Abstract: European Union (EU)-based Civil Society Organizations (CSOs) are usually pictured as well-established professionalized actors basing their advocacy strategies on the provision of expertise. Does the focus on expertise imply the removal of emotions and feelings from political communication? Following the emotion turn in social movement and collective action studies, this article investigates how and why EU-based CSOs use emotions in their advocacy strategies. The article shows first how CSOs use rhetorical appeals to emotions and rhetorical appeals to reason in their communication. Secondly, the focus is directed to emotion-inspired advocacy strategies, namely blaming and shaming, fear-mongering and boosting. The choice of rhetorical appeals and strategies is mainly explained by three different inter-related factors: the logics of influence, the logics of membership and media logics. Empirical data is drawn from a content analysis of press releases and policy documents of environmental (climate change) and human rights (refugee crisis) CSOs active at the EU level and from semi-structured interviews with key CSO representatives.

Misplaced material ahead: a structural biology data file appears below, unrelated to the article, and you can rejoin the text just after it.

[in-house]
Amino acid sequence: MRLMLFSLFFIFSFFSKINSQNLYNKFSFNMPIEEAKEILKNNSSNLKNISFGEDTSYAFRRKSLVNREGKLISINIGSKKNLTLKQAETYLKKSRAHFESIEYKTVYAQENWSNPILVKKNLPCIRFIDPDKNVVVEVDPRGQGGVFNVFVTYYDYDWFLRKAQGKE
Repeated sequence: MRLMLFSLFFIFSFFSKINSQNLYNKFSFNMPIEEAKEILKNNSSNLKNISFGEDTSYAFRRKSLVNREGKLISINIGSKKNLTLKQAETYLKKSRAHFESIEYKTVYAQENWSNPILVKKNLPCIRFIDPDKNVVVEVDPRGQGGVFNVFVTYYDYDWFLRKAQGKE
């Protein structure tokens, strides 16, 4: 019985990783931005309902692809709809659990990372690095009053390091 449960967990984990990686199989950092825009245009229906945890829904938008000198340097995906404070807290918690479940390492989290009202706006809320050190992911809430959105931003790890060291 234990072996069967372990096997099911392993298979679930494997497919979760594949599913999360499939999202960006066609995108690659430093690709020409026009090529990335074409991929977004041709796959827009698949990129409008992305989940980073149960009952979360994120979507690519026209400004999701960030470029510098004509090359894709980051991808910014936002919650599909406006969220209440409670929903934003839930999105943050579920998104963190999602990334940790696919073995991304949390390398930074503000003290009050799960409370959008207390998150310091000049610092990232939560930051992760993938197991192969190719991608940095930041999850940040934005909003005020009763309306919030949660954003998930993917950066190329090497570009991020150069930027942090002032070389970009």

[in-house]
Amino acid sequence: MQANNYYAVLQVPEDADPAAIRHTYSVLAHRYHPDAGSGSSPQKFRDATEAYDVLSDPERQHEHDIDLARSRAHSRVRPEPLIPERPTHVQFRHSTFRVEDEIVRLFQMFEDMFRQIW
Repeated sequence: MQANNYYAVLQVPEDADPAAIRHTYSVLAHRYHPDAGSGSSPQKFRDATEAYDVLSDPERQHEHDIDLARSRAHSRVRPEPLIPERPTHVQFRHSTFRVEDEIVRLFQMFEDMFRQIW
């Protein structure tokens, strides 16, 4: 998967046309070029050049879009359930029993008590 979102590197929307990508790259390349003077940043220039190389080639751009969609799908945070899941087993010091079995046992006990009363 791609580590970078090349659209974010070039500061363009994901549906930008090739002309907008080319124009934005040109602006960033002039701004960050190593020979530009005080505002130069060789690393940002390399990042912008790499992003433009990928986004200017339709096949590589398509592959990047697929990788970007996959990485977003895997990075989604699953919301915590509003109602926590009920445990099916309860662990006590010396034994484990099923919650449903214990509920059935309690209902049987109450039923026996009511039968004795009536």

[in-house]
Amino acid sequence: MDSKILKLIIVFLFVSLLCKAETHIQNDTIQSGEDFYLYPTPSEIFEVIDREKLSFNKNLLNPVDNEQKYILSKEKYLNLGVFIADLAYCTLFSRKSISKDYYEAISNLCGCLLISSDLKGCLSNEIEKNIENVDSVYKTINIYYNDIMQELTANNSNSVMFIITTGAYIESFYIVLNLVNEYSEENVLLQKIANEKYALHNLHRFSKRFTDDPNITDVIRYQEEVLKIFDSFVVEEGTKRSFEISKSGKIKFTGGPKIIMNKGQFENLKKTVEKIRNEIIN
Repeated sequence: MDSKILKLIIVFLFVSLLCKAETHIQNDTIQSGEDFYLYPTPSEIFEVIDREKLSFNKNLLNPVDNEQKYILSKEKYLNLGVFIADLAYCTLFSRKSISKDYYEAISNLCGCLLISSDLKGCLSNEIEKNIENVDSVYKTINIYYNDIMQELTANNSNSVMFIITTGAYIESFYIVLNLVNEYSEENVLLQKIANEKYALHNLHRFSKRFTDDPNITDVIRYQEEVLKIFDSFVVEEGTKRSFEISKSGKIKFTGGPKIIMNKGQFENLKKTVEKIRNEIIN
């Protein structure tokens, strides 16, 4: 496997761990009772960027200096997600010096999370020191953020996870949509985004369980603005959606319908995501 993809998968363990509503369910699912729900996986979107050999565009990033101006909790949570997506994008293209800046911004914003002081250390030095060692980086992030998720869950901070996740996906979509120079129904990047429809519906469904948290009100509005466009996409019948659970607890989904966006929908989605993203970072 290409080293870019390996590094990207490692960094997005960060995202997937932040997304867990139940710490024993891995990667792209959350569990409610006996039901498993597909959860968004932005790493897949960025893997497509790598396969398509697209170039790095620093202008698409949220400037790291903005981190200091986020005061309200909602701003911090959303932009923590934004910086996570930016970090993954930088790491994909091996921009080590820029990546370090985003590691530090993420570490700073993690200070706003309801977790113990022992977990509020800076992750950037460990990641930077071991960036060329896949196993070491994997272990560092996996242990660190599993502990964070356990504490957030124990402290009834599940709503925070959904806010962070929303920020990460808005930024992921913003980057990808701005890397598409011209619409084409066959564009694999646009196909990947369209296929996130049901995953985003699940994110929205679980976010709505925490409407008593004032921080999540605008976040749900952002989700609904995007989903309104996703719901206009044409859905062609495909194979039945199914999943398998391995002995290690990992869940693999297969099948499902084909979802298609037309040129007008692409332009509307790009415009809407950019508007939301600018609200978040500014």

Keywords: civil society organizations; emotions; European Union; feelings; interest groups